The PlayStation 5 is one of the hottest new products of the year, and one you’ll have to wait at least about eight months to actually buy. It’s also a product that hasn’t yet been given a proper introduction. Sony revealed some details about the PS5’s core hardware, focusing on the massive performance improvements that will enable totally new gaming experiences. But the Japanese giant that sold almost 110 million PS4 units since its release isn’t ready to commit to any PS5 specifics. We have no idea when the console will be unveiled, when it’ll go up for preorder, or how much it’ll cost. But it turns out that Sony hinted at what its PS5 launch timeline might look like and we nearly missed it.

Sony execs said on a recent earnings call that the company still hasn’t decided what the new PlayStation 5 will cost, and we explained at the time why that’s actually good news. Sony seemed to suggest that it’s looking at profitability for the entire PS5 product cycle, and that it’s ready to take a financial hit at first in order to make the PS5 as affordable as possible. The PS5’s initial price tag will be one of the most important factors affecting the buying decisions of gamers looking to upgrade. A recent report claimed that Sony is struggling to keep costs down, with the bill of materials coming in at $450 for the next-gen console.

Sony’s chief financial officer Hiroki Totoki also touched on the PS5 release schedule during the call, a detail we almost missed.

According to a Motley Fool transcript of the call, the exec also addressed guidance for the March quarter in 2021, which would include PS5 sales figures (emphasis ours):

Mikio Hirakawa — Bank of America Merrill Lynch — Analyst

The PS5 is to be launched in the selling season toward the end of the year. So what would be the guidance — the future guidance for March ’21? You have not disclosed the price for PS5. So what would happen to the guidance that you will be releasing in April for the next fiscal year?

Hiroki Totoki — Senior Executive Vice President, Chief Financial Officer

It’s very difficult to really discuss this timing-wise, but as of today, we will provide the guidance at a time period which is comparable to the past. So we will not change the time schedule.

Totoki was addressing guidance for the 2020 fiscal year, which begins in April and will include almost two full quarters of PlayStation 5 sales, is an important detail. It seems to suggest that Sony will stick to some of its old habits, PlayStation included. Sony released guidance for FY2019, which ends this March, late last April. Totoki seems to suggest we should expect a similar schedule.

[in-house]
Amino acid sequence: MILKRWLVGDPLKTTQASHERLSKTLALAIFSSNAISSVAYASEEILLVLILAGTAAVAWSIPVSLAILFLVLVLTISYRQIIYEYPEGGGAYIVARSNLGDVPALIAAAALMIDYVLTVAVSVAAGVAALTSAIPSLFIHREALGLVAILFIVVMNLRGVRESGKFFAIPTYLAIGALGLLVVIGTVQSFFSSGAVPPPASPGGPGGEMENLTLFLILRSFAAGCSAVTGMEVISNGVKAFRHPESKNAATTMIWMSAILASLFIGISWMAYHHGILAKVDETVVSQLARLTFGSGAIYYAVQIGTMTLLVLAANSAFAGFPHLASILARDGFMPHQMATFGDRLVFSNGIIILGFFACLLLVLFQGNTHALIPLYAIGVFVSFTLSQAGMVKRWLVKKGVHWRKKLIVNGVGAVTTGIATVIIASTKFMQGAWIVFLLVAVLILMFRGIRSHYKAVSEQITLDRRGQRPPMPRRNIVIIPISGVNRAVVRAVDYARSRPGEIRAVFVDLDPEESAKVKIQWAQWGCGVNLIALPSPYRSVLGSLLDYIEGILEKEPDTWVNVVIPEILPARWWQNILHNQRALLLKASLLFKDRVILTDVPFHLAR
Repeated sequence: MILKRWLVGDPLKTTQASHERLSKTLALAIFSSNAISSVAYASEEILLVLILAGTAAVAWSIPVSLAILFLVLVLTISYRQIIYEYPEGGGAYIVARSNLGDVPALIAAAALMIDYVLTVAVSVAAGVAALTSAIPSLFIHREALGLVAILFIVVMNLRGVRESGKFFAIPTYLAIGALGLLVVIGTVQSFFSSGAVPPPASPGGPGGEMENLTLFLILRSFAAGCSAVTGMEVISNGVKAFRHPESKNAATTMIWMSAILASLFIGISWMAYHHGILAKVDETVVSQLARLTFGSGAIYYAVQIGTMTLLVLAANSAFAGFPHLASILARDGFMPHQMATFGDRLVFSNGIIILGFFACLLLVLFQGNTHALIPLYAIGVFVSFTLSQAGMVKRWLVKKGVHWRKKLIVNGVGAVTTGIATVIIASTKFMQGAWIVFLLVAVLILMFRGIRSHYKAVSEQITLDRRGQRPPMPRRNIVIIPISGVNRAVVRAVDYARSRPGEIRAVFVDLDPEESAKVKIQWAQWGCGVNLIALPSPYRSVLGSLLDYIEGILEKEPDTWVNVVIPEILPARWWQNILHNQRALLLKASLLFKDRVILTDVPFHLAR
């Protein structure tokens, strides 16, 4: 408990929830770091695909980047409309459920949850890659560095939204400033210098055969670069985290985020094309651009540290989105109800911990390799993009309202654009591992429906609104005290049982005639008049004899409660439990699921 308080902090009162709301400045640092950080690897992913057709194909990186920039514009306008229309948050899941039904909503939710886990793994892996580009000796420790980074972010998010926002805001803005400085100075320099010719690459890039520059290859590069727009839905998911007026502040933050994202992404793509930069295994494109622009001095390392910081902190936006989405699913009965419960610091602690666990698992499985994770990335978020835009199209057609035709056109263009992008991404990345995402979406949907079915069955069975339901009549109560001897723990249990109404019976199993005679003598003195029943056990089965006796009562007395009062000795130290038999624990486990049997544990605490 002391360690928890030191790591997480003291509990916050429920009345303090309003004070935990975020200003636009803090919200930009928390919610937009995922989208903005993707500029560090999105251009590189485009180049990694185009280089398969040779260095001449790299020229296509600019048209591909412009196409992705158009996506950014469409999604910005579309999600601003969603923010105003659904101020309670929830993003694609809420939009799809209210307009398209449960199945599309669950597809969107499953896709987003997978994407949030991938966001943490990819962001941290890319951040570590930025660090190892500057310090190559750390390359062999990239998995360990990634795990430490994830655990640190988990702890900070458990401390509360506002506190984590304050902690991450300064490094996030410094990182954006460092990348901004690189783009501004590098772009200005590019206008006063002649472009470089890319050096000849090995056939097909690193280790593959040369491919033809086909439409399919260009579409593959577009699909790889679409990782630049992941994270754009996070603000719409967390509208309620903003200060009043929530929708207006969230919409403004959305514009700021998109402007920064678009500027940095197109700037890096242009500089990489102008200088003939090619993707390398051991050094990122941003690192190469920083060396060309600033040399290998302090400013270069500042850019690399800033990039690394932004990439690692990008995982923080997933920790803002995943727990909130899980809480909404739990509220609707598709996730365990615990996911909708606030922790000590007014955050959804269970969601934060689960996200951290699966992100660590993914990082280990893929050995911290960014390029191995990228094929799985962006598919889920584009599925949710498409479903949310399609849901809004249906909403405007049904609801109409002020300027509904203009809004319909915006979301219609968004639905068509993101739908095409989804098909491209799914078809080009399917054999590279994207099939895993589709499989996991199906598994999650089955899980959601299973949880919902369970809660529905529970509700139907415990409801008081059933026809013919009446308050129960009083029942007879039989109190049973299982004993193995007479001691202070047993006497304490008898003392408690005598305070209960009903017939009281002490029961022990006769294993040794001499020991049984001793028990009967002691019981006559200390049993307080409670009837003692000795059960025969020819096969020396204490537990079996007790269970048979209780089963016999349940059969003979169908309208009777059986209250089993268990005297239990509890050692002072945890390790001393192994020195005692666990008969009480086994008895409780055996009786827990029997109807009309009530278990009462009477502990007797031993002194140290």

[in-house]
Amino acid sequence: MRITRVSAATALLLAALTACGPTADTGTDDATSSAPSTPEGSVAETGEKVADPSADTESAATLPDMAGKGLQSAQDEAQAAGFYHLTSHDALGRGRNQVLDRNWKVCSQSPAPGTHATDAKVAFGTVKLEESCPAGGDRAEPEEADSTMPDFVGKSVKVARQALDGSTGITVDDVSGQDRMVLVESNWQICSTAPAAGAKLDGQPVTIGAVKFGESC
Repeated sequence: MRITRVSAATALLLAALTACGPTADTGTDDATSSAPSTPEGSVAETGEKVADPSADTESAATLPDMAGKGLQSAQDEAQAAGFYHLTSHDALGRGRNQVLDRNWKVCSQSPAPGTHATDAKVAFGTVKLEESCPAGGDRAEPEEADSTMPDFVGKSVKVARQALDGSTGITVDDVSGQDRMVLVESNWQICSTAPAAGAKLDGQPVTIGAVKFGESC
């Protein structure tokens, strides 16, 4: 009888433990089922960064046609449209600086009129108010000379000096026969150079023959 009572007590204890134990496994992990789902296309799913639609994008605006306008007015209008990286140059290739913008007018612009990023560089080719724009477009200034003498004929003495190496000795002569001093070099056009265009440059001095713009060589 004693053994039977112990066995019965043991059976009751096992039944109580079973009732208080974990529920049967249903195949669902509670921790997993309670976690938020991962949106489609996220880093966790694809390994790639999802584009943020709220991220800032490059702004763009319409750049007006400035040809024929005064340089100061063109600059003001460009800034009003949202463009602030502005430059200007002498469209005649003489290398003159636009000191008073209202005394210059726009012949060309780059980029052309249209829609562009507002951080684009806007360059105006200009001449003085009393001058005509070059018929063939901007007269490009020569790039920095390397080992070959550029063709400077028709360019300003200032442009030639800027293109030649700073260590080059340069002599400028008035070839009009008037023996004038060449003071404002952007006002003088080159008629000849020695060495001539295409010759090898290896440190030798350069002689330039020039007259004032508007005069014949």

This could also be an indication that Sony is looking to stick to the PS4 launch playbook from 2013, although it might not be able to replicate it in its entirety. Sony unveiled the PS4 hardware at a PlayStation Meeting event on February 20th, 2013, which is also where it showed off demos of upcoming games. A few months later at E3 2013, Sony revealed the console’s actual design and the retail price. Then, in mid-August 2013, Sony announced launch dates for various markets.

Fast forward to 2020, and Sony might use a similar recipe. However, the PlayStation Meeting 2020 event can’t take place this month, given that Sony hasn’t sent out press invites for the show. Also, Sony isn’t attending E3 in June, a strange move for Sony’s PS5 launch year. And let’s not forget that the coronavirus outbreak is still a major development this year that will impact product launches, manufacturing, and the global economy.

With all that in mind, including Totoki’s comments about Sony’s FY2020 guidance, we’d expect Sony to reveal more details about the PS5 in the coming months, likely before E3 where game developers might actually show off some upcoming new PlayStation 5 games. But the key here is that it should happen before Sony releases its guidance for the upcoming fiscal year, which Totoki said will still happen in April.

Chris Smith started writing about gadgets as a hobby, and before he knew it he was sharing his views on tech stuff with readers around the world. Whenever he's not writing about gadgets he miserably fails to stay away from them, although he desperately tries. But that's not necessarily a bad thing.